(It's always confusing that Mathematica tends to work in the complex plane, but the error message is accurate. It assumes the user realizes that the search is in the complex plane when the function value is complex.)

Visualizations:

Objective function:

Plot[fn // ReIm // Evaluate, {x, 1, 2}]


The discontinuities are at

excl = SimplifyFunctionSingularities[fn, {x}, {"ALL"}];

DeleteDuplicates@
Flatten[Cases[excl, eq_Equal :> NSolve[eq && 1 < x < 2, x],
Infinity], 1]
(*
{{x -> 1.333}, {x -> 1.333}, {x -> 1.22055}, {x -> 1.22056}, {x -> 1.333},
{x -> 1.45435}, {x -> 1.22056}, {x -> 1.333}, {x -> 1.45435}, {x -> 1.35147}}
*)


This suggests you should not start your root-search below x == 1.455 or so.

The FindRoot search:

{steps} = ReIm@Last@Reap[
Sow[1.4];
FindRoot[fn, {x, 1.4, 1 - I, 2 + I}, StepMonitor :> Sow[x]]
]
(*
{{{1.4, 0}, {1.44248, 0.0445837}, {1.49397, 0.0689971}, {1.55744, 0.0558957},
{1.57813, -0.000239207}, {1.54782, 0.000107546}, {1.55298, 9.27012*10^-6},
{1.55322, 3.52565*10^-8}, {1.55322, 2.54977*10^-13}, {1.55322, -2.69371*10^-17}}}
*)

Graphics[
{Line[steps], Point[steps],
MapIndexed[Text[#2, #1, {0, -1.5}] &, steps]},
Axes -> True, AxesLabel -> {HoldForm[x], HoldForm[I y]}]


The small steps at the end are hard to see without some sort of log-scale around the root. A 3D graphics shows that last few steps seems to line up as the reduction in the error of the root is unseeable.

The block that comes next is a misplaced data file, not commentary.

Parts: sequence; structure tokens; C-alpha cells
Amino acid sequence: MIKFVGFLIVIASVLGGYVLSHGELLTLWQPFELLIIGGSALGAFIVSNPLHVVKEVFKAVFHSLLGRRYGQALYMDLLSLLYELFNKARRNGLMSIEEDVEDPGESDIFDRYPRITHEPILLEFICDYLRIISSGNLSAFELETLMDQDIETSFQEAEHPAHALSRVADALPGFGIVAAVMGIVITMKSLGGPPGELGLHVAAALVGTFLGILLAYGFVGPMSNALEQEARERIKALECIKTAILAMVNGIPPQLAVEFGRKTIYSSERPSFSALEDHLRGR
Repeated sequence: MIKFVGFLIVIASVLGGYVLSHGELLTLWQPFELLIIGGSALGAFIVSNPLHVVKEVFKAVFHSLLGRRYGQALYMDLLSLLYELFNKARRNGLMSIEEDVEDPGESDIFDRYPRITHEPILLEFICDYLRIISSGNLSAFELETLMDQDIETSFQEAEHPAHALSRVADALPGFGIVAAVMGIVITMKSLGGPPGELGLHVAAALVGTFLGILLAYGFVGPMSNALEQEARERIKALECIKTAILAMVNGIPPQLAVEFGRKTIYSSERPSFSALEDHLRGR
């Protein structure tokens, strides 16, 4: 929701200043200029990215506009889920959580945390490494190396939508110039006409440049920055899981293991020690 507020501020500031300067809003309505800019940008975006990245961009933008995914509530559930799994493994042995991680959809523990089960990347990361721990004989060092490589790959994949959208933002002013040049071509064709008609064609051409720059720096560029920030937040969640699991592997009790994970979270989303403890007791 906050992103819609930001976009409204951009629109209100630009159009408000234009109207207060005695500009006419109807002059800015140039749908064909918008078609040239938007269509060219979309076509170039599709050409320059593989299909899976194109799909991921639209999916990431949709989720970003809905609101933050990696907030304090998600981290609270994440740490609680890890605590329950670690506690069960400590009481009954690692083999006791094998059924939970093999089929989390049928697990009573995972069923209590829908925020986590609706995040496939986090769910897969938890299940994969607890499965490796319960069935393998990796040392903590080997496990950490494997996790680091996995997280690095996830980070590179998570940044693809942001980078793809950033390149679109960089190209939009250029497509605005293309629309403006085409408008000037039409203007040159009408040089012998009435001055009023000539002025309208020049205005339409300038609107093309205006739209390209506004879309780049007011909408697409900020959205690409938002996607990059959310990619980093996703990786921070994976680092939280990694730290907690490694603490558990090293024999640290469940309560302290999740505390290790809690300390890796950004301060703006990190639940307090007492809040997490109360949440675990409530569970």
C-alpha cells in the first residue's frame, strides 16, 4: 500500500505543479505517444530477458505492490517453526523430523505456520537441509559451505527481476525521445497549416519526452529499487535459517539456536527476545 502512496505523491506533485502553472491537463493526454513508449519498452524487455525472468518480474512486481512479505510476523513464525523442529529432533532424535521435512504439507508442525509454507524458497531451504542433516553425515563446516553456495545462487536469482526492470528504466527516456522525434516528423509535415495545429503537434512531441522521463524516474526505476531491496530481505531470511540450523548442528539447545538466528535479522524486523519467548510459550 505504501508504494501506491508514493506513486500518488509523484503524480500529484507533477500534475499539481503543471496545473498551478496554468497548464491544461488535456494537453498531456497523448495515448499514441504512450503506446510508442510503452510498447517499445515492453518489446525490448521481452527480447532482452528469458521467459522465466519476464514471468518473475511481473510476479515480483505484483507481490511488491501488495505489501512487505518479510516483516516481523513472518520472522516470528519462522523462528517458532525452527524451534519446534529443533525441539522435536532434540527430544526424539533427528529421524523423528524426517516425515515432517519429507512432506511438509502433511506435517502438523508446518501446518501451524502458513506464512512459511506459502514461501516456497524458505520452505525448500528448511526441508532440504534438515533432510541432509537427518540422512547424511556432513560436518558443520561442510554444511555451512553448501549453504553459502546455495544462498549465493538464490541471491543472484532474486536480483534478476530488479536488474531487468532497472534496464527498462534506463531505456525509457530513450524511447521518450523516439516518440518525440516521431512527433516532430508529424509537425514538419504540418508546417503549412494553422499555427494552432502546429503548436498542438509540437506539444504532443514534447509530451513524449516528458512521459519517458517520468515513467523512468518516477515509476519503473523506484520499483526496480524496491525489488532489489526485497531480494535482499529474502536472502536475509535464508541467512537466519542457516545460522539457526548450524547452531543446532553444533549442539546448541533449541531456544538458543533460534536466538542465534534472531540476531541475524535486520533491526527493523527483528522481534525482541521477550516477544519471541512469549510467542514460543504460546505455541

plot = With[{steps3D = MapIndexed[Join, steps]},
Graphics3D[
{Thickness[Medium], Darker@Blue, Line[steps3D], Point[steps3D],
MapIndexed[Text[#2, #1, {1.3, -1.1}] &, steps3D]},
Axes -> True, AxesLabel -> {HoldForm[x], HoldForm[I y], "step"},
BoxRatios -> {1.6, 1, 0.6}]
]

GraphicsRow[Show[plot, ViewPoint -> #] & /@ {Top, Front}]


• Thanks! This takes care of the problem. I'll mark this as the answer because it effectively gets rid of the problem and also explains why it was there in the first place.
– Rain
Commented Jun 18, 2017 at 0:50

Instead of using FindRoot with a 4-arg second argument, you could use NSolve and add a bracketing condition. Let f[x] be your function:

f[x_] := (43.76760935027122*(ArcCos[(3.6958544099301736-0.09097576027495978*x^2-1.*x^4)/(3.695854409930174-0.30306895456563354*x^2-1.*x^4)]-1.*ArcTan[(1223.7099426464301*x^4-725.4797933949869*x^6-69.76907700248954*x^8+105.90945888977912*Sqrt[x^4*(22.772281766782058-51.683884026721294*x^2+43.76287298560037*x^4-16.38570295772005*x^6+2.2889328165770233*x^8)]+x^2*(507.6064341807468-45.96118379610641*Sqrt[x^4*(22.772281766782058-51.683884026721294*x^2+43.76287298560037*x^4-16.38570295772005*x^6+2.2889328165770233*x^8)]))/(x*(16.765159281029014-4851.4404675526785*Sqrt[x^4*(3.157334518321-3.553778*x^2+x^4)*(3.151032666129048-3.60488687607268*x^2+1.*x^4)]+x*(1.8755408291095235*^-15+x*(33.141011104612154+x*(6.514741496419986*^-15+x*(-41.50048368818499+x*(3.2465458701698195*^-15+x*(8.093976+x*(2.2903016461860367*^-16+1.*x)))))))))]))/x


Then, you can use:

NSolve[f[x]==0 && 1 < x < 2, x]


{{x -> 1.55322}}

• Thanks! I gave this a try. Apparently, NSolve takes more than 10 times longer than FindRoot` to compute, so when I have 30,000 repetitions it's going to take a lot of time to complete. Still, it seems to produce the right answer, which is nice.
– Rain
Commented Jun 18, 2017 at 0:29